Effective Missing Data Prediction | My Assignment Tutor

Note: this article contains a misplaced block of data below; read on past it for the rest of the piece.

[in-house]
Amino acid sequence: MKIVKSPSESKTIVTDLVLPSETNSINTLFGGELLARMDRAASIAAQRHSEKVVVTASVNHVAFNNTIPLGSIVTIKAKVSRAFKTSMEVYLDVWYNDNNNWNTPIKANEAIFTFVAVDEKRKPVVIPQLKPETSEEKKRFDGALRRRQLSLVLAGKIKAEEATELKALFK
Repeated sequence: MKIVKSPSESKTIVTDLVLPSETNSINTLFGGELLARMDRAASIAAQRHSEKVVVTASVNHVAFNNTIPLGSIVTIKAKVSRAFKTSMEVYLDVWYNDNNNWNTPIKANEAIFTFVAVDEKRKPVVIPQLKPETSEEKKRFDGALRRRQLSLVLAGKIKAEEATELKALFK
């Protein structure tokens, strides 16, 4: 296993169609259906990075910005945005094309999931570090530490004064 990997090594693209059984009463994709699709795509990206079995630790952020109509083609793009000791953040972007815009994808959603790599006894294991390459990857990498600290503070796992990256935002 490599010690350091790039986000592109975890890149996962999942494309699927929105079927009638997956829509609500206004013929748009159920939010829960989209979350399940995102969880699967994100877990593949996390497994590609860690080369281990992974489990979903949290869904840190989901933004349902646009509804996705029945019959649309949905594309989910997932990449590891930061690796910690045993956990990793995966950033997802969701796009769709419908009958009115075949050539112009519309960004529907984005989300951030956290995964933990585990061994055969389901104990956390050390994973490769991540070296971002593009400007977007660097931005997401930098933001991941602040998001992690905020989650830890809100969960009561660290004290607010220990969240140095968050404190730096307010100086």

Effective Missing Data Prediction for CollaborativeFilteringHao Ma, Irwin King and Michael R. LyuDept. of Computer Science and EngineeringThe Chinese University of Hong KongShatin, N.T., Hong Kong{ hma, king, lyu }@cse.cuhk.edu.hkABSTRACTMemory-based collaborative filtering algorithms have beenwidely adopted in many popular recommender systems, although these approaches all suffer from data sparsity andpoor prediction quality problems. Usually, the user-itemmatrix is quite sparse, which directly leads to inaccurate recommendations. This paper focuses the memory-based collaborative filtering problems on two crucial factors: (1) similarity computation between users or items and (2) missing data prediction algorithms. First, we use the enhancedPearson Correlation Coefficient (PCC) algorithm by addingone parameter which overcomes the potential decrease ofaccuracy when computing the similarity of users or items.Second, we propose an effective missing data prediction algorithm, in which information of both users and items istaken into account. In this algorithm, we set the similaritythreshold for users and items respectively, and the prediction algorithm will determine whether predicting the missingdata or not. We also address how to predict the missing databy employing a combination of user and item information.Finally, empirical studies on dataset MovieLens have shownthat our newly proposed method outperforms other stateof-the-art collaborative filtering algorithms and it is morerobust against data sparsity.Categories and Subject Descriptors: H.3.3 [Information Systems]: Information Search and Retrieval – Information FilteringGeneral Terms: Algorithm, Performance, Experimentation.Keywords: Collaborative Filtering, Recommender System,Data Prediction, Data Sparsity.1. INTRODUCTIONCollaborative filtering is the method which automaticallypredicts the interest of an active user by collecting ratinginformation from other similar users or items, and relatedtechniques have been widely employed in some large, faPermission to make digital or hard copies of all or part of this work forpersonal or classroom use is granted without fee provided that copies arenot made or distributed for profit or commercial advantage and that copiesbear this notice and the full citation on the first page. To copy otherwise, torepublish, to post on servers or to redistribute to lists, requires prior specificpermission and/or a fee.SIGIR’07, July23–27,2007,Amsterdam,TheNetherlands.Copyright 2007 ACM 978-1-59593-597-7/07/0007 …$5.00.mous commercial systems, such as Amazon1, Ebay2. Theunderlying assumption of collaborative filtering is that theactive user will prefer those items which the similar usersprefer. The research of collaborative filtering started frommemory-based approaches which utilize the entire user-itemdatabase to generate a prediction based on user or item similarity. Two types of memory-based methods have beenstudied: user-based [2, 7, 10, 22] and item-based [5, 12,17]. User-based methods first look for some similar userswho have similar rating styles with the active user and thenemploy the ratings from those similar users to predict theratings for the active user. Item-based methods share thesame idea with user-based methods. The only differenceis user-based methods try to find the similar users for anactive user but item-based methods try to find the similar items for each item. Whether in user-based approachesor in item-based approaches, the computation of similaritybetween users or items is a very critical step. Notable similarity computation algorithms include Pearson CorrelationCoefficient (PCC) [16] and Vector Space Similarity (VSS)algorithm [2].Although memory-based approaches have been widely usedin recommendation systems [12, 16], the problem of inaccurate recommendation results still exists in both user-basedand item-based approaches. The fundamental problem ofmemory-based approaches is the data sparsity of the useritem matrix. Many recent algorithms have been proposedto alleviate the data sparsity problem. In [21], Wang etal. proposed a generative probabilistic framework to exploitmore of the data available in the user-item matrix by fusingall ratings with a predictive value for a recommendation tobe made. Xue et al. [22] proposed a framework for collaborative filtering which combines the strengths of memorybased approaches and model-based approaches by introducing a smoothing-based method, and solved the data sparsityproblem by predicting all the missing data in a user-item matrix. Although the simulation showed that this approach canachieve better performance than other collaborative filteringalgorithms, the cluster-based smoothing algorithm limitedthe diversity of users in each cluster and predicting all themissing data in the user-item matrix could bring negativeinfluence for the recommendation of active users.In this paper, we first use PCC-based significance weighting to compute similarity between users and items, whichovercomes the potential decrease of similarity accuracy. Second, we propose an effective missing data prediction algo-1http://www.amazon.com/.2http://www.half.ebay.com/.SIGIR 2007 Proceedings Session 2: Routing and Filtering39rithm which exploits the information both from users anditems. Moreover, this algorithm will predict the missingdata of a user-item matrix if and only if we think it will bringpositive influence for the recommendation of active usersinstead of predicting every missing data of the user-itemmatrix. The simulation shows our novel approach achievesbetter performance than other state-of-the-art collaborativefiltering approaches.The remainder of this paper is organized as follows. InSection 2, we provide an overview of several major approachesfor collaborative filtering. Section 3 shows the method ofsimilarity computation. The framework of our missing dataprediction and collaborative filtering is introduced in Section 4. The results of an empirical analysis are presented inSection 5, followed by a conclusion in Section 6.2. RELATED WORKIn this section, we review several major approaches forcollaborative filtering. Two types of collaborative filteringapproaches are widely studied: memory-based and modelbased.2.1 Memory-based approachesThe memory-based approaches are the most popular prediction methods and are widely adopted in commercial collaborative filtering systems [12, 16]. The most analyzed examples of memory-based collaborative filtering include userbased approaches [2, 7, 10, 22] and item-based approaches [5,12, 17]. User-based approaches predict the ratings of activeusers based on the ratings of similar users found, and itembased approaches predict the ratings of active users basedon the information of similar items computed. User-basedand item-based approaches often use PCC algorithm [16]and VSS algorithm [2] as the similarity computation methods. PCC-based collaborative filtering generally can achievehigher performance than the other popular algorithm VSS,since it considers the differences of user rating styles.2.2 Model-based ApproachesIn the model-based approaches, training datasets are usedto train a predefined model. Examples of model-based approaches include clustering models [11, 20, 22], aspect models [8, 9, 19] and latent factor model [3]. [11] presentedan algorithm for collaborative filtering based on hierarchicalclustering, which tried to balance robustness and accuracy ofpredictions, especially when little data were available. Authors in [8] proposed an algorithm based on a generalization of probabilistic latent semantic analysis to continuousvalued response variables. The model-based approaches areoften time-consuming to build and update, and cannot coveras diverse a user range as the memory-based approachesdo [22].2.3 Other Related ApproachesIn order to take the advantages of memory-based andmodel-based approaches, hybrid collaborative filtering methods have been studied recently [14, 22]. [1, 4] unified collaborative filtering and content-based filtering, which achievedsignificant improvements over the standard approaches. Atthe same time, in order to solve the data sparsity problem,researchers proposed dimensionality reduction approachesin [15]. The dimensionality-reduction approach addressedthe sparsity problem by deleting unrelated or insignificantusers or items, which would discard some information of theuser-item matrix.3. SIMILARITY COMPUTATIONThis section briefly introduces the similarity computationmethods in traditional user-based and item-based collaborative filtering [2, 5, 7, 17] as well as the method proposed inthis paper. Given a recommendation system consists of Musers and N items, the relationship between users and itemsis denoted by an M ×N matrix, called the user-item matrix.Every entry in this matrix rm,n represents the score value,r, that user m rates an item n, where r ∈ {1, 2, …, rmax}. Ifuser m does not rate the item n, then rm,n = 0.3.1 Pearson Correlation CoefficientUser-based collaborative filtering engaging PCC was usedin a number of recommendation systems [18], since it canbe easily implemented and can achieve high accuracy whencomparing with other similarity computation methods. Inuser-based collaborative filtering, PCC is employed to definethe similarity between two users a and u based on the itemsthey rated in common:Sim(a, u) =!i∈I(a)∩I(u)(ra,i – ra) · (ru,i – ru) “!(ra,i – ra)2 · “!(ru,i – ru)2i∈I(a)∩I(u)i∈I(a)∩I(u) ,(1)where Sim(a, u) denotes the similarity between user a anduser u, and i belongs to the subset of items which user a anduser u both rated. ra,i is the rate user a gave item i, and rarepresents the average rate of user a. From this definition,user similarity Sim(a, u) is ranging from [0, 1], and a largervalue means users a and u are more similar.Item-based methods such as [5, 17] are similar to userbased approaches, and the difference is that item-based methods employ the similarity between the items instead of users.The basic idea in similarity computation between two itemsi and j is to first isolate the users who have rated both ofthese items and then apply a similarity computation technique to determine the similarity Sim(i, j) [17]. The PCCbased similarity computation between two items i and j canbe described as:Sim(i, j) =!u∈U(i)∩U(j)(ru,i – ri) · (ru,j – rj) “!(ru,i – ri)2 · “!(ru,j – rj)2u∈U(i)∩U(j)u∈U(i)∩U(j) ,(2)where Sim(i, j) is the similarity between item i and item j,and u belongs to the subset of users who both rated itemi and item j. ru,i is the rate user u gave item i, and rirepresents the average rate of item i. Like user similarity,item similarity Sim(i, j) is also ranging from [0, 1].3.2 Significance WeightingPCC-based collaborative filtering generally can achievehigher performance than other popular algorithms like VSS [2],since it considers the factor of the differences of user ratingstyles. However PCC will overestimate the similarities ofusers who happen to have rated a few items identically, butmay not have similar overall preferences [13]. Herlocker etSIGIR 2007 Proceedings Session 2: Routing and Filtering40al. [6, 7] proposed to add a correlation significance weighting factor that would devalue similarity weights that werebased on a small number of co-rated items. Herlocker’s latest research work [13] proposed to use the following modifiedsimilarity computation equation:Sim′(a, u) = Max(|Ia ∩Iu|, γ)γ· Sim(a, u). (3)This equation overcomes the problem when only few itemsare rated in common but in case that when |Ia ∩Iu| is muchhigher than γ, the similarity Sim′(a, u) will be larger than 1,and even surpass 2 or 3 in worse cases. We use the followingequation to solve this problem:Sim′(a, u) = Min(|Ia ∩Iu|, γ)γ· Sim(a, u), (4)where |Ia ∩ Iu| is the number of items which user a anduser u rated in common. This change bounds the similaritySim′(a, u) to the interval [0, 1]. Then the similarity betweenitems could be defined as:Sim′(i, j) = Min(|Ui ∩Uj|, δ)δ · Sim(i, j), (5)where |Ui ∩Uj| is the number of users who rated both itemi and item j.4. COLLABORATIVE FILTERINGFRAMEWORKIn pratice, the user-item matrix of commercial recommendation system is very sparse and the density of availableratings is often less than 1% [17]. Sparse matrix directlyleads to the prediction inaccuracy in traditional user-basedor item-based collaborative filtering. Some work appliesdata smoothing methods to fill the missing values of theuser-item matrix. In [22], Xue et al. proposed a clusterbased smoothing method which clusters the users using Kmeans first, and then predicts all the missing data basedon the ratings of Top-N most similar users in the similarclusters. The simulation shows this method could generatebetter results than other collaborative filtering algorithms.But cluster-based method limits the diversity of users ineach cluster, and the clustering results of K-means relies onthe pre-selected K users. Furthermore, if a user does nothave enough similar users, then Top-N algorithm generatesa lot of dissimilar users which definitely will decrease theprediction accuracy of the active users.According to the analysis above, we propose a novel effective missing data prediction algorithm which predicts themissing data when it fits the criteria we set. Otherwise, wewill not predict the missing data and keep the value of themissing data to be zero. As illustrated in Fig. 1(a), beforewe predict the missing data, the user-item matrix is a verysparse matrix and every user only rates few items with ru,i;at the same time, other unrated data are covered with shade.Using this sparse matrix to predict ratings for active usersalways results in giving bad recommendations to the active users. In our approach, we evaluate every shaded block(missing data) using the available information in Fig. 1(a).For every shaded block, if our algorithm achieves confidencein the prediction, then we give this shaded block a predictedrating value r#u,i. Otherwise, we set the value of this missingdata to zero, as seen in Fig. 1(b).Accordingly, the collaborative filtering is simplified intotwo simple questions. The first is “Under what circumstancedoes our algorithm have confidence to predict the shadedblock?” and the second is “How to predict?”. The followingsubsections will answer these two questions.4.1 Similar Neighbors SelectionSimilar neighbors selection is a very important step inpredicting missing data. If selected neighbors are dissimilarwith the current user, then the prediction of missing dataof this user is inaccurate and will finally affect the prediction results of the active users. In order to overcome theflaws of Top-N neighbors selection algorithms, we introducea threshold η. If the similarity between the neighbor and thecurrent user is larger than η, then this neighbor is selectedas the similar user.For every missing data ru,i, a set of similar users S(u)towards user u can be generated according to:S(u) = {ua|Sim′(ua, u) > η, ua = u}, (6)where Sim′(ua, u) is computed using Eq. (4). At the sametime, for every missing data ru,i, a set of similar items S(i)towards item i can be generated according to:S(i) = {ik|Sim′(ik, i) > θ, ik = i}, (7)where θ is the item similarity threshold, and Sim′(ik, i) iscomputed by Eq. (5). The selection of η and θ is an important step since a very big value will always cause theshortage of similar users or items, and a relative small valuewill bring too many similar users or items.According to Eqs.(6) and (7), we define that our algorithmwill lack enough confidence to predict the missing data ru,i ifand only if S(u) = ∅∧ S(i) = ∅, which means that user u doesnot have similar users and item i does not have similar itemseither. Then our algorithm sets the value of this missingdata to zero. Otherwise, it will predict the missing data ru,ifollowing the algorithm described in Subsection 4.2.4.2 Missing Data PredictionUser-based collaborative filtering predicts the missing datausing the ratings of similar users and item-based collaborative filtering predicts the missing data using the ratings ofsimilar items. Actually, although users have their own rating style, if an item is a very popular item and has obtaineda very high average rating from other users, then the active user will have a high probability to give this item agood rating too. Hence, predicting missing data only usinguser-based approaches or only using item-based approacheswill potentially ignore valuable information that will makethe prediction more accurate. We propose to systematicallycombine user-based and item-based approaches, and takeadvantage of user correlations and item correlations in theuser-item matrix.Given the missing data ru,i, according to Eq. (6) andEq. (7), if S(u) = ∅ ∧ S(i) = ∅, the prediction of missingSIGIR 2007 Proceedings Session 2: Routing and Filtering41i1 i2 i3 i4 i5 i6 i7 i8 inu1u 2u 3u 4u 5u m r1,1r1,4r2,2r2,8r3,6r4 ,4r4 ,nr5,3r5,7r6 ,9rm,nrm,2 u 6i9i1 i2 i3 i4 i5 i6 i7 i8 inu1u 2u 3u 4u 5u m r1,1r1,4rˆ1,3rˆ1,6rˆ1,8rˆ1,9r2,2r2,8rˆ2,4rˆ2,5rˆ2,7rˆ2,nr3,6rˆ3,1rˆ3,3rˆ3,4rˆ3,5rˆ3,8rˆ3,9r4 ,4r4 ,nrˆ4 ,1rˆ4 ,2rˆ4 ,5rˆ4 ,6rˆ4 ,7rˆ4 ,9r5,3r5,7rˆ5,1rˆ5,2rˆ5,5rˆ5,8rˆ5,9rˆ5,nr6 ,9rˆ6 ,1rˆ6 ,2rˆ6 ,4rˆ6 ,5rˆ6 ,6rˆ6 ,7rˆ6 ,nrm,2rm,nrˆm,1rˆm,4rˆm,6rˆm,8rˆm,9 u 6i9Figure 1: (a) The user-item matrix (m × n) before missing data prediction. (b) The user-item matrix (m × n)after missing data prediction.data P(ru,i) is defined as:P(ru,i) = λ × (u +!ua∈S(u)Sim′(ua, u) · (rua,i – ua)!ua∈S(u)Sim′(ua, u)) +(1 – λ) × (i +!ik∈S(i)Sim′(ik, i) · (ru,ik – ik)!ik∈S(i)Sim′(ik, i)), (8)where λ is the parameter in the range of [0, 1]. The use ofparameter λ allows us to determine how the prediction relieson user-based prediction and item-based prediction. λ = 1states that P(ru,i) depends completely upon ratings fromuser-based prediction and λ = 0 states that P(ru,i) dependscompletely upon ratings from item-based prediction.In practice, some users do not have similar users and thesimilarities between these users and all other users are lessthan the threshold η. Top-N algorithms will ignore thisproblem and still choose the top n most similar users topredict the missing data. This will definitely decrease theprediction quality of the missing data. In order to predictthe missing data as accurate as possible, in case some usersdo not have similar users, we use the information of similaritems instead of users to predict the missing data, and viceversa, as seen in Eq. (9) and Eq. (10). This consideration inspires us to fully utilize the information of user-item matrixas follows:If S(u) = ∅ ∧ S(i) = ∅, the prediction of missing dataP(ru,i) is defined as:P(ru,i) = u +!ua∈S(u)Sim′(ua, u) · (rua,i – ua)!ua∈S(u)Sim′(ua, u). (9)If S(u) = ∅ ∧ S(i) = ∅, the prediction of missing dataP(ru,i) is defined as:P(ru,i) = i +!ik∈S(i)Sim′(ik, i) · (ru,ik – ik)!ik∈S(i)Sim′(ik, i). (10)The last possibility is given the missing data ru,i, user udoes not have similar users and at the same time, item i alsodoes not have similar items. In this situation, we choose notto predict the missing data; otherwise, it will bring negativeinfluence to the prediction of the missing data ru,i. That is:If S(u) = ∅ ∧ S(i) = ∅, the prediction of missing dataP(ru,i) is defined as:P(ru,i) = 0. (11)This consideration is different from all other existing prediction or smoothing methods. They always try to predictall the missing data in the user-item matrix, which will predict some missing data with bad quality.4.3 Prediction for Active UsersAfter the missing data is predicted in the user-item matrix, the next step is to predict the ratings for the activeusers. The prediction process is almost the same as predicting the missing data, and the only difference is in the casefor a given active user a; namely, if S(a) = ∅ ∧ S(i) = ∅,then predicts the missing data using the following equation:P(ra,i) = λ × ra + (1 – λ) × ri. (12)In other situations, if (1) S(u) = ∅ ∧ S(i) = ∅, (2) S(u) =∅ ∧ S(i) = ∅ or (3) S(u) = ∅ ∧ S(i) = ∅, we use Eq. (8),Eq. (9) and Eq. (10) to predict ra,i, respectively.4.4 Parameter DiscussionThe thresholds γ and δ introduced in Section 3 are employed to avoid overestimating the users similarity and itemssimilarity, when there are only few ratings in common. If weset γ and δ too high, most of the similarities between usersor items need to be multiplied with the significance weight,and it is not the results we expect. However, if we set γ andδ too low, it is also not reasonable because the overestimateproblem still exists. Tuning these parameters is importantto achieving a good prediction results.The thresholds η and θ introduced in Section 4.1 also playan important role in our collaborative filtering algorithm. Ifη and θ are set too high, less missing data need to be predicted; if they are set too low, a lot of missing data needto be predicted. In the case when η = 1 and θ = 1, ourapproach will not predict any missing data, and this algorithm becomes the general collaborative filtering withoutdata smoothing. In the case when η = 0 and θ = 0, our approach will predict all the missing data, and this algorithmSIGIR 2007 Proceedings Session 2: Routing and Filtering42Table 1: The relationship between parameters with other CF approaches LambdaEtaThetaRelated CF Approaches111User-based CF without missing data prediction011Item-based CF without missing data prediction100User-based CF with all the missing data predicted000Item-based CF with all the missing data predicted converges to the Top-N neighbors selection algorithms, except the number N here includes all the neighbors. In orderto simplify our model, we set η = θ in all the simulations.Finally, parameter λ introduced in Section 4.2 is the lastparameter we need to tune, and it is also the most importantone. λ determines how closely the rating prediction relies onuser information or item information. As discussed before,λ = 1 states that P(ru,i) depends completely upon ratingsfrom user-based prediction and λ = 0 states that P(ru,i)depends completely upon ratings from item-based prediction. This physical interpretation also helps us to tune λaccordingly.With the changes of parameters, several other famous collaborative filtering methods become special cases in our approach as illustrated in Table 1.5. EMPIRICAL ANALYSISWe conduct several experiments to measure the recommendation quality of our new approach for collaborative filtering with other methods, and address the experiments asthe following questions: (1) How does our approach comparewith traditional user-based and item-based collaborative filtering methods? (2) What is the performance comparisonbetween our effective missing data prediction approach andother algorithms which predict every missing data? (3) Howdoes significance weighting affect the accuracy of prediction?(4) How do the thresholds η and θ affect the accuracy of prediction? How many missing data are predicted by our algorithm, and what is the comparison of our algorithm withthe algorithms that predict all the missing data or no missing data? (5) How does the parameter λ affect the accuracyof prediction? and (6) How does our approach comparewith the published state-of-the-art collaborative filtering algorithms?In the following, Section 5.3 gives answers to questions 1and 6, Section 5.4 addresses question 2, and Section 5.5describes experiment for the questions 3 to 5.5.1 DatasetTwo datasets from movie rating are applied in our experiments: MovieLens3 and EachMovie4. We only reportthe simulation results of MovieLens due to the space limitation. Similar results can be observed from the EachMovieapplication.MovieLens is a famous Web-based research recommendersystem. It contains 100,000 ratings (1-5 scales) rated by 943users on 1682 movies, and each user at least rated 20 movies.The density of the user-item matrix is:100000943 × 1682= 6.30%.3http://www.cs.umn.edu/Research/GroupLens/.4http://www.research.digital.com/SRC/EachMovie/. It isretired by Hewlett-Packard (HP), but a postprocessed copycan be found on http://guir.berkeley.edu/projects/swami/.Table 2: Statistics of Dataset MovieLens StatisticsUserItemMin. Num. of Ratings201Max. Num. of Ratings737583Avg. Num. of Ratings106.0459.45 Table 3: MAE comparison with other approaches (Asmaller MAE value means a better performance). Training UsersMethodsGiven5Given10Given20EMDP0.7840.7650.755MovieLens 300UPCC0.8380.8140.802IPCC0.8700.8380.813EMDP0.7960.7700.761MovieLens 200UPCC0.8430.8220.807IPCC0.8550.8340.812EMDP0.8110.7780.769MovieLens 100UPCC0.8760.8470.811IPCC0.8900.8500.824 The statistics of dataset MovieLens is summarized in Table 2.We extract a subset of 500 users from the dataset, anddivide it into two parts: select 300 users as the trainingusers (100, 200, 300 users respectively), and the rest 200users as the active (testing) users. As to the active users,we vary the number of rated items provided by the activeusers from 5, 10, to 20, and give the name Given5, Given10and Given20, respectively.5.2 MetricsWe use the Mean Absolute Error (MAE) metrics to measure the prediction quality of our proposed approach withother collaborative filtering methods. MAE is defined as:MAE =$u,i |ru,i – r#u,i|N , (13)where ru,i denotes the rating that user u gave to item i, andr#u,i denotes the rating that user u gave to item i which ispredicted by our approach, and N denotes the number oftested ratings.5.3 ComparisonIn order to show the performance increase of our effectivemissing data prediction (EMDP) algorithm, we compare ouralgorithm with some traditional algorithms: user-based algorithm using PCC (UPCC) and item-based algorithm usingPCC (IPCC). The parameters or thresholds for the experiments are empirically set as follows: λ = 0.7, γ = 30, δ = 25,η = θ = 0.4.In Table 3, we observe that our new approach significantlyimproves the recommendation quality of collaborative filtering, and outperforms UPCC and IPCC consistently.SIGIR 2007 Proceedings Session 2: Routing and Filtering43Table 4: MAE comparison with state-of-the-arts algorithms (A smaller MAE value means a better performance). Num. of Training Users100200300Ratings Given for Active Users510205102051020EMDP0.8070.7690.7650.7930.7600.7510.7880.7540.746SF0.8470.7740.7920.8270.7730.7830.8040.7610.769SCBPCC0.8480.8190.7890.8310.8130.7840.8220.8100.778AM0.9630.9220.8870.8490.8370.8150.8200.8220.796PD0.8490.8170.8080.8360.8150.7920.8270.8150.789PCC0.8740.8360.8180.8590.8290.8130.8490.8410.820 0 0.1 0.2 0.3 0.4 0.5 0.6 0.7 0.8 0.9 10.740.750.760.770.780.790.80.810.820.83LambdaMAEEMDP-Given20PEMD-Given20EMDP-Given10PEMD-Given10EMDP-Given5PEMD-Given5Figure 2: MAE Comparison of EMDP and PEMD(A smaller MAE value means a better performance).Next, in order to compare our approach with other stateof-the-arts algorithms, we follow the exact evaluation procedures which were described in [21, 22] by extracting asubset of 500 users with more than 40 ratings. Table 4summarizes our experimental results. We compare with thefollowing algorithms: Similarity Fusion (SF) [21], Smoothing and Cluster-Based PCC (SCBPCC) [22], the AspectModel (AM) [9], Personality Diagnosis (PD) [14] and theuser-based PCC [2]. Our method outperforms all other competitive algorithms in various configurations.5.4 Impact of Missing Data PredictionOur algorithm incorporates the option not to predict themissing data if it does not meet the criteria set in Section4.1 and Section 4.2. In addition, it alleviates the potentialnegative influences from bad prediction on the missing data.To demonstrate the effectiveness of our approach, we firstconduct a set of simulations on our effective missing dataprediction approach. The number of training users is 300,where we set γ = 30, δ = 25, η = θ = 0.5, and vary λfrom zero to one with a step value of 0.05. We then plot thegraph with the ratings of active users of Given5, Given10and Given20, respectively. As to the method in predictingevery missing data (PEMD), we use the same algorithm,and keep the configurations the same as EMDP except forEq. (11). In PEMD, when S(u) = ∅ and S(i) = ∅, wepredict the missing data ru,i using the nearest neighbors ofthe missing data instead of setting the value to zero. Inthis experiment, we set the number of nearest neighborsto 10. The intention of this experiment is to compare theperformance of our EMDP algorithm with PEMD under thesame configurations. In other words, we intend to determinethe effectiveness of our missing data prediction algorithm,and whether our approach is better than the approach whichwill predict every missing data or not.In Fig. 2, the star, up triangle, and diamond in solid linerepresent the EMDP algorithm in Given20, Given10 andGiven5 ratings respectively, and the circle, down triangle,and square in dashed line represent the PEMD algorithm inGiven20, Given10 and Given5 ratings respectively. All thesolid lines are below the respectively comparative dashedlines, indicating our effective missing data prediction algorithm performs better than the algorithm which predict every missing data, and predicting missing data selectively isindeed a more effective method.5.5 Impact of Parameters5.5.1 γ and δ in Significance WeightingSignificance weighting makes the similarity computationmore reasonable in practice and devalues some similaritieswhich look similar but are actually not, and the simulationresults in Fig. 3 shows the significance weighting will promote the collaborative filtering performance.In this experiment, we first evaluate the influence of γ,and select 300 training users, then set λ = 0.7, η = θ = 0.5,δ = 26. We vary the range of γ from 0 to 50 with a step valueof 2. Fig. 3(a),(b),(c) shows how γ affects MAE when givenratings 20, 10, 5 respectively, and Fig. 3(d) shows that thevalue of γ also impacts the density of the user-item matrixin the process of missing data prediction. The density ofthe user-item matrix will decrease according to the increaseof the value of γ. More experiments show that δ has thesame features and impacts on MAE and matrix density asγ; however, we do not include the simulation results due tothe space limitation.5.5.2 Impact of λParameter λ balances the information from users and items.It takes advantages from these two types of collaborative filtering methods. If λ = 1, we only extract information fromusers, and if λ = 0, we only mine valuable information fromitems. In other cases, we fuse information from users anditems to predict the missing data and furthermore, to predict for active users.Fig. 4 shows the impacts of λ on MAE. In this experiment,we test 300 training users, 200 training users and 100 training users and report the experiment results in Fig. 4(a),Fig. 4(b) and Fig. 4(c) respectively. The initial values ofother parameters or thresholds are: η = θ = 0.5, γ = 30,δ = 25.SIGIR 2007 Proceedings Session 2: Routing and Filtering440 10 20 30 40 500.74640.74660.74680.7470.74720.74740.74760.74780.748GammaMAEGiven200 10 20 30 40 500.75380.7540.75420.75440.75460.75480.7550.75520.75540.75560.7558GammaMAEGiven100 10 20 30 40 500.7750.77550.7760.77650.7770.77750.7780.77850.779GammaMAE Given5 0 10 20 30 40 500.860.880.90.920.940.960.981GammaDensity(a) (b) (c) (d)Figure 3: Impact of Gamma on MAE and Matrix Density0 0.2 0.4 0.6 0.8 10.740.760.780.80.820.84LambdaMAETraining Users = 300Given20Given10Given50 0.2 0.4 0.6 0.8 10.740.760.780.80.820.84LambdaMAETraining Users = 200Given20Given10Given50 0.2 0.4 0.6 0.8 10.760.780.80.820.840.86LambdaMAETraining Users = 100Given20Given10Given5(a) (b) (c)Figure 4: Impact of Lambda on MAE0 0.2 0.4 0.6 0.8 10.740.760.780.80.820.84Eta and ThetaMAETraining Users = 300Given20Given10Given50 0.2 0.4 0.6 0.8 100.20.40.60.81Eta and ThetaDensityTraining Users = 3000 0.2 0.4 0.6 0.8 10.740.760.780.80.820.84Eta and ThetaMAETraining Users = 200Given20Given10Given50 0.2 0.4 0.6 0.8 100.20.40.60.81Eta and ThetaDensityTraining Users = 2000 0.2 0.4 0.6 0.8 10.760.780.80.820.84Eta and ThetaMAETraining Users = 100Given20Given10Given50 0.2 0.4 0.6 0.8 100.20.40.60.81Eta and ThetaDensityTraining Users = 100(a) (b) (c)(d) (f) (g)Figure 5: Impact of Eta and Theta on MAE and DensitySIGIR 2007 Proceedings Session 2: Routing and Filtering45Observed from Fig. 4, we draw the conclusion that thevalue of λ impacts the recommendation results significantly,which demonstrates that combining the user-based methodwith the item-based method will greatly improve the recommendation accuracy. Another interesting observation iswhen following the increase of the number of ratings given(from 5 to 10, and from 10 to 20), the value of arg minλ(MAE)of each curve in Fig. 4 shifts from 0.3 to 0.8 smoothly. Thisimplies the information for users is more important thanthat for items if more ratings for active users are given. Onthe other hand, the information for items would be more important if less ratings for active users are available; however,less ratings for active users will lead to more inaccuracy ofthe recommendation results.5.5.3 Impact of η and θη and θ also play a very important role in our collaborative filtering approach. As discussed in Section 4, η and θdirectly determine how many missing data need to be predicted. If η and θ are set too high, most of the missing datacannot be predicted since many users will not have similarusers, and many items will not have similar items either. Onthe other hand, if η and θ are set too low, every user or itemwill obtain too many similar users or items, which causes thecomputation inaccuracy and increases the computing cost.Accordingly, selecting proper values for η and θ is as critical as determining the value for λ. In order to simplify ourmodel, we set η = θ as employed in our experiments.In the next experiment, we select 500 users from MovieLens dataset and extract 300 users for training users andother 200 as the active users. The initial values for everyparameter and threshold are: λ = 0.7, γ = 30, δ = 25. Wevary the values of η and θ from 0 to 1 with a step value of0.05. For each training user set (100, 200, 300 users respectively), we compute the MAE and density of the user-itemmatrix. The results are showed in Fig. 5.As showed in Fig. 5(a), given 300 training users and given20 ratings for every active user, this algorithm will achievethe best performance around η = θ = 0.50, and the relateddensity of user-item matrix in Fig. 5(d) is 92.64% whichshows that 7.36% missing data of this user-item matrix arenot predicted. In this experiment, the number of data thatwas not predicted is 0.0736×500×1000 = 36800. We observethat around η = θ = 0.70, this algorithm already achievesa very good MAE value which is almost the same as thebest MAE values in Fig. 5(b). The related matrix density is29.00%, which illustrates that more than 70% data of useritem matrix are not predicted. Nevertheless, the algorithmcan already achieve satisfactory performance.6. CONCLUSIONSIn this paper, we propose an effective missing data prediction algorithm for collaborative filtering. By judgingwhether a user (an item) has other similar users (items), ourapproach determines whether to predict the missing dataand how to predict the missing data by using information ofusers, items or both. Traditional user-based collaborative filtering and item-based collaborative filtering approaches aretwo subsets of our new approach. Empirical analysis showsthat our proposed EMDP algorithm for collaborative filtering outperforms other state-of-the-art collaborative filteringapproaches.For future work, we plan to conduct more research onthe relationship between user information and item information since our simulations show the algorithm combiningthese two kinds of information generates better performance.Lastly, another research topic worthy of studying is the scalability analysis of our algorithm.7. ACKNOWLEDGMENTSWe thank Mr. Shikui Tu, Ms. Tu Zhou and Mr. Haixuan Yang for many valuable discussions on this topic. Thiswork is fully supported by two grants from the ResearchGrants Council of the Hong Kong Special AdministrativeRegion, China (Project No. CUHK4205/04E and ProjectNo. CUHK4235/04E).8. REFERENCES[1] J. Basilico and T. Hofmann. Unifying collaborative andcontent-based filtering. In Proc. of ICML, 2004.[2] J. S. Breese, D. Heckerman, and C. Kadie. Empirical analysisof predictive algorithms for collaborative filtering. In Proc. ofUAI, 1998.[3] J. Canny. Collaborative filtering with privacy via factoranalysis. In Proc. of SIGIR, 2002.[4] M. Claypool, A. Gokhale, T. Miranda, P. Murnikov, D. Netes,and M. Sartin. Combining content-based and collaborativefilters in an online newspaper. In Proc. of SIGIR, 1999.[5] M. Deshpande and G. Karypis. Item-based top-nrecommendation. ACM Trans. Inf. Syst., 22(1):143–177, 2004.[6] J. Herlocker, J. A. Konstan, and J. Riedl. An empiricalanalysis of design choices in neighborhood-based collaborativefiltering algorithms. 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